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Rules Of Compostion Used:

– Symmetry and Patterns

The sole purpose of this photograph was to showcase symmetry and patterns, I tried hard to find a natural subject like a leaf to showcase symmetry and patterns, but I settled with this table top instead, simply because it was a great example of symmetry and patterns, its like a mirror image you could split it down the middle and more or less it would be the same, apart from slight differences.


Photograph 13: “Bottle On The Wall”


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Rules Of Composition Used:

– Cropping

– Background

In this photograph I wanted to focus on the bottle, it was easy because of the dull background, it really makes the bottle the key focus point in the photograph. After taking the photograph I darkened the colours to give off the affect it was getting late. Another thing I notice about this photograph is that their is an element of depth of field and maybe framing?


Photograph 14: “Dark leafs”


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Rules Of Composition Used:

– Cropping

– View Point

In this photograph I wanted to give off the affect that after being out here all day, its getting late so I darkened the colours on photo shop. I wanted this photograph to be the night time version of photograph number 4. I focused in on the leaf using macro photograph, using a wide aperture to lower the depth of field, and again using a low view point.


Photograph 15: “Lets Go In”


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Rules Of Composition Used:

– Symmetry

– Depth Of Field

– Background

– Cropping

In this photograph I mainly focused on symmetry, I took the photograph at a fast shutter speed. I wanted the main flame to be as straight as possible, with the two reflections of the flame either side so you could split them down the middle and it would be a complete reflection of each other. Also the black background, allows for the candle to be the main focus point. And their is depth of field because it goes right back to the buildings in the distance. This allows for a more interesting photograph.

Changing My Concept & My Inspiration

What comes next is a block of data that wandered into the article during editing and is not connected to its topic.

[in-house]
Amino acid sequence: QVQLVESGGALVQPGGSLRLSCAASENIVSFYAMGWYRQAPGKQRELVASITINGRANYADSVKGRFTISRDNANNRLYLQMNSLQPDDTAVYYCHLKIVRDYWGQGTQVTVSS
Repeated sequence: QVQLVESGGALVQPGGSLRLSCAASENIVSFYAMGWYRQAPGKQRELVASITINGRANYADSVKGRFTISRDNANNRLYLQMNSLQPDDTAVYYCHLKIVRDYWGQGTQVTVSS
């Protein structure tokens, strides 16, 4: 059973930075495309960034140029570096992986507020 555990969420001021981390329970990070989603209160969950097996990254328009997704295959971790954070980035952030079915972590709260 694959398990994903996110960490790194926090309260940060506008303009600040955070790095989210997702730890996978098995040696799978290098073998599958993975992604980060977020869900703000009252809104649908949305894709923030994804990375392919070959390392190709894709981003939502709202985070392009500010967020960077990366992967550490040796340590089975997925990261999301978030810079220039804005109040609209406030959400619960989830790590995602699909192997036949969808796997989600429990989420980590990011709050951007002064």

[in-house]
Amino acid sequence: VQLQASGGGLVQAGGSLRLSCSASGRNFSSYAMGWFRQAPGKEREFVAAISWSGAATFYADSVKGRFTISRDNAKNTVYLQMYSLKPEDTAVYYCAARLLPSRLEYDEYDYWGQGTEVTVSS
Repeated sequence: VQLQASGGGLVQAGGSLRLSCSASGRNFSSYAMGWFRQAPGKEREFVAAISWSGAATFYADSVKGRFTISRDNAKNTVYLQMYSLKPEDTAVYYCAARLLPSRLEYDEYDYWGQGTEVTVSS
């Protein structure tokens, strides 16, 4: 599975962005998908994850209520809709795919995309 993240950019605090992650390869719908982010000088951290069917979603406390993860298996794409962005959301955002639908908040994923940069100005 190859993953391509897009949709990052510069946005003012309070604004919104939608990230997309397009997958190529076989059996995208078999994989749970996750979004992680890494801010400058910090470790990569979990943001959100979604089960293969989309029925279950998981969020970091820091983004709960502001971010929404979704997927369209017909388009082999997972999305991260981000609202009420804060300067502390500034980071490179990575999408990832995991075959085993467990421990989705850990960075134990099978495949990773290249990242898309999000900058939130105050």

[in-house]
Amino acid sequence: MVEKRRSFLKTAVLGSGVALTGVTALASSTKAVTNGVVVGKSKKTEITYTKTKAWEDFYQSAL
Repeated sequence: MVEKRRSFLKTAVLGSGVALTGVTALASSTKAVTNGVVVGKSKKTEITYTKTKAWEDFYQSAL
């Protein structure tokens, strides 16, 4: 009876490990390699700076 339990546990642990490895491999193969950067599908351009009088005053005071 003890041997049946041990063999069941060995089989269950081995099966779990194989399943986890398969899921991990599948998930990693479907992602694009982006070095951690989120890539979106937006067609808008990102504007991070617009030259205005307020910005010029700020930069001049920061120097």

New Concept


I realised from my research that my concept, would not have worked this time of the year. With my original concept I wanted to photograph insects, and plants and then scale out and show that everything gets smaller the more you zoom out. The main reason I have chosen to change my concept is because, its December and their aren’t as many insects around, and one of the main things I wanted to capture in my photographs was the movement of flying insects and so forth, using shutter speed. So I decided to change my concept, and still use macro photography, and use the same base as my original concept for my photographs.

With my new Concept, I wanted to show that you can find the Rules Of Composition anywhere, and hopefully inspire the photographers who are viewing my photographs, and make them realise it doesn’t matter where you are, you can still create and come out with a beautiful photograph using the rules of composition.


INSPIRATION


Heather Angel & Stephen Studd


Heather Angel
Heather Angel is a photographer that photograph’s nature using macro photography. Her work is a big inspiration to my concept for my photographs. She uses macro photography, and is probably one of the greatest examples for my idea of scaling things out, and the size of everything is down to perspective. I will be using Macro Photography but there are no insects to photograph, so I will be using this to photograph drop lets of water, leaves and plants. Here are a few photographs that caught my attention.

This photograph by Heather, is one of the first Macro Photographs I came across during my research. I love the way she’s reduced the depth of field in this photograph, and made it look as though this lady bug is really high up, to the insect it will be very high. From looking at the photograph though, it makes you feel as though your looking through the eyes of an insect, I loved this affect, and is one of the biggest inspirations for my concept.